For a long time, the only thing that explained the popularity of Venezia to me was the well-known favoritism Orleanians have for bare-bones, well-worn joints. Hurricane Katrina, however, put so much long-standing water into Venezia that a total renovation was required for it to reopen. This they did, but without changing the look of either the interior or exterior one bit. It's as if the flood never happened.
But something else happened, as inexplicable as it was gratifying. The food became much, much better. While they say that everything's exactly the same as it was before the storm, the witness of my palate says otherwise. The murky, overly rich or sweet, enormous piles of overcooked New Orleans-style Italian food has come to the brink of being polished. Everything tastes brighter, fresher, and more exciting. Meanwhile, if there's been any downsizing of the portions (which, frankly, would be welcome), I haven't seen it. Amazing!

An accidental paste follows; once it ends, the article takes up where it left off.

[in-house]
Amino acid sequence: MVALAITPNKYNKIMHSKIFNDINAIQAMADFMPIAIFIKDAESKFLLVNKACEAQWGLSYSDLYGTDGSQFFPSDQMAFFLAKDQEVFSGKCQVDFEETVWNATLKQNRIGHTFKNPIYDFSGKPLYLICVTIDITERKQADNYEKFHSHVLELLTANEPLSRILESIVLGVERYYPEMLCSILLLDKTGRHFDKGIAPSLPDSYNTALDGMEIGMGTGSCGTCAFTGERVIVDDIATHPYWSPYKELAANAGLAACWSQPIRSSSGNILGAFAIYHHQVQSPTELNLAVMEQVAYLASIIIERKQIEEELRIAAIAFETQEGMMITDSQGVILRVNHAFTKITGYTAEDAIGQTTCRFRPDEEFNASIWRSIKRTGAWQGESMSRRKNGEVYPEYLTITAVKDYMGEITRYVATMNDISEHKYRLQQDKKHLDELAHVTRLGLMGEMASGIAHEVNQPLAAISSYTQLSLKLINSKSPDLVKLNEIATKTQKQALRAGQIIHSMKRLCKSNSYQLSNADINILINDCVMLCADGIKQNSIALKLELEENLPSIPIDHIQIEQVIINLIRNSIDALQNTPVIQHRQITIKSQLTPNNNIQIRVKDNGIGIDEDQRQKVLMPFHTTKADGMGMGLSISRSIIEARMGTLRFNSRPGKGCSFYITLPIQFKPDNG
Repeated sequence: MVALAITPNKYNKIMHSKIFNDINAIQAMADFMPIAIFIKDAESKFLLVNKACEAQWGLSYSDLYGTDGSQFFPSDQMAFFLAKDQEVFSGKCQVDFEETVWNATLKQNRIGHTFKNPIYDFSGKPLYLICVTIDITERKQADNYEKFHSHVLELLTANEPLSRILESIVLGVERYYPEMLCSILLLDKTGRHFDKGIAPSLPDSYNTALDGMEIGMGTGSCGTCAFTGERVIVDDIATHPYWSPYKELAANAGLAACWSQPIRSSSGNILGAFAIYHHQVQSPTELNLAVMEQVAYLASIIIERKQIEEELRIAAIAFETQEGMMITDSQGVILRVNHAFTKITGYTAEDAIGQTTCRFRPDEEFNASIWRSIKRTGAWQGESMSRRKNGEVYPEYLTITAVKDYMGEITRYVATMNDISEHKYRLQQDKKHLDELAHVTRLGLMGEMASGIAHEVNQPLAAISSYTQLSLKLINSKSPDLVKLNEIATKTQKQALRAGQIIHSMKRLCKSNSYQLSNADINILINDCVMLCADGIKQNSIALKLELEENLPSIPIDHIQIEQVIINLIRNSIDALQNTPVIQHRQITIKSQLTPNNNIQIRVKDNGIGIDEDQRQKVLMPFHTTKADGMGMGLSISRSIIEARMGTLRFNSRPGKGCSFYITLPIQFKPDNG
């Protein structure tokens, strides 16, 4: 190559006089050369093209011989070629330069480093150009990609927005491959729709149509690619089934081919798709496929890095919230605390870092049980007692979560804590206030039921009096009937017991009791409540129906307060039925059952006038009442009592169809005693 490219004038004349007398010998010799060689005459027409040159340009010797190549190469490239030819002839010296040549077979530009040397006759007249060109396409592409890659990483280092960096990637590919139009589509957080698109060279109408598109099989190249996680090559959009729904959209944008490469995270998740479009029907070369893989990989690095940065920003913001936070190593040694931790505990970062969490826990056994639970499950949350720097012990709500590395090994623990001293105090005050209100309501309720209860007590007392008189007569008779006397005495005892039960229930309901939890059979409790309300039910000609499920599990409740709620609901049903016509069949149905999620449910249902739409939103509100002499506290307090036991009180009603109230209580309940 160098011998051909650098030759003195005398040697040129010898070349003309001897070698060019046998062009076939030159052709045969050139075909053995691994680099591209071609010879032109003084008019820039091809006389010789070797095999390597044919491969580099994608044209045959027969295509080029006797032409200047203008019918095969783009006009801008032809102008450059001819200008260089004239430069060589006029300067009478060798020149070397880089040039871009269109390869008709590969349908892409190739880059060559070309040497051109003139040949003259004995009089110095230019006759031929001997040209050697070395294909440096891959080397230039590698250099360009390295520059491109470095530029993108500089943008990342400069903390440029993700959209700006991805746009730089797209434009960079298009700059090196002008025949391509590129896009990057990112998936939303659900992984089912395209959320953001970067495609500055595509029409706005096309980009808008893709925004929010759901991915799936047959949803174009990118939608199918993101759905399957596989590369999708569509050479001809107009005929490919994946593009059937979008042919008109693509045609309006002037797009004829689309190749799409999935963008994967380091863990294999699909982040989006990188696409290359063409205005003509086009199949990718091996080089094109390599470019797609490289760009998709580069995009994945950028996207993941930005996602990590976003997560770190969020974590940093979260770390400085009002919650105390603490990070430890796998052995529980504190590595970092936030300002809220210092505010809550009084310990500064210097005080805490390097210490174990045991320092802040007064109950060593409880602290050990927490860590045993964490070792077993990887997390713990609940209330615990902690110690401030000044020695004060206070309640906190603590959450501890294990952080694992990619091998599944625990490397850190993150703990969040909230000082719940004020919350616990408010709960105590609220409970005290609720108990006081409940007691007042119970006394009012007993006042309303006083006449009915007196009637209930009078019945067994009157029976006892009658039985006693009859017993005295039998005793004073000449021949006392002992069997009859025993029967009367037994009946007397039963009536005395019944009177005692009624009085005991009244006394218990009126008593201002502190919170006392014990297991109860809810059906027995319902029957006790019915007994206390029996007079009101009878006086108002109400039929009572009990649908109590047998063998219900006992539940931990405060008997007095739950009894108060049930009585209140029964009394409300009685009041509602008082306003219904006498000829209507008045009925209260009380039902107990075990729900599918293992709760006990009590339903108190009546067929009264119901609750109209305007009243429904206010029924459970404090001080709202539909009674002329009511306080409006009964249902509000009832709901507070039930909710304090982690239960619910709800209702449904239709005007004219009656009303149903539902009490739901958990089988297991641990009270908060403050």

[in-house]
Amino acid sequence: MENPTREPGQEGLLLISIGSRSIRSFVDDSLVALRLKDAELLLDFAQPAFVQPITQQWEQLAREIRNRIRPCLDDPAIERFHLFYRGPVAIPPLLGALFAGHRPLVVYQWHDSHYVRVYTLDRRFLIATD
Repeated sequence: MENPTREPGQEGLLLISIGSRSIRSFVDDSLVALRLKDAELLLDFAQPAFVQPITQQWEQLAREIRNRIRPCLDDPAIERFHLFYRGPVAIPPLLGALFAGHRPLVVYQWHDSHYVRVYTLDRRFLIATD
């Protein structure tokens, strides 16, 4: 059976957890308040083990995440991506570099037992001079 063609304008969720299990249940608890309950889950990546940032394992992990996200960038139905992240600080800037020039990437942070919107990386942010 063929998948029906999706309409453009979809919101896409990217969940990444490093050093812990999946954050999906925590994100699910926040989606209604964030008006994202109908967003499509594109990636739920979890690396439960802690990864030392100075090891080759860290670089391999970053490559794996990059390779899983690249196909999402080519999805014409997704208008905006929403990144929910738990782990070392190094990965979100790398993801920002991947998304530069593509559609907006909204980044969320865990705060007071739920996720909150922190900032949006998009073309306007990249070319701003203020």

Venezia opened in 1957, at a time when New Orleans Italian cooking had evolved far from its roots, even though everybody swore this was the way it was all cooked in Sicily when they emigrated seventy years earlier. It was also a time when pizza was catching on across America. Venezia was one of New Orleans' first vendors of pizza, and the habit stuck. The restaurant took very deep water after Katrina, but opened a second location in Old Jefferson (now gone) while rebuilding. The old place needed a renovation anyway.
One big room with miscellaneous Italian travel posters on the walls. The kitchen is semi-open, enough so you can monitor the pizza ovens as you wait patiently for yours. The service staff--the best members of which are women who have been at it for a long time--has a style all its own, and wishes you would listen to them.
The list of specials has provided the best food lately, particularly in the seafood department. Even though the entree will be big enough to serve as the entire meal and then some, you might want to get a salad or the great fried eggplant. Either is big enough to split at least two ways.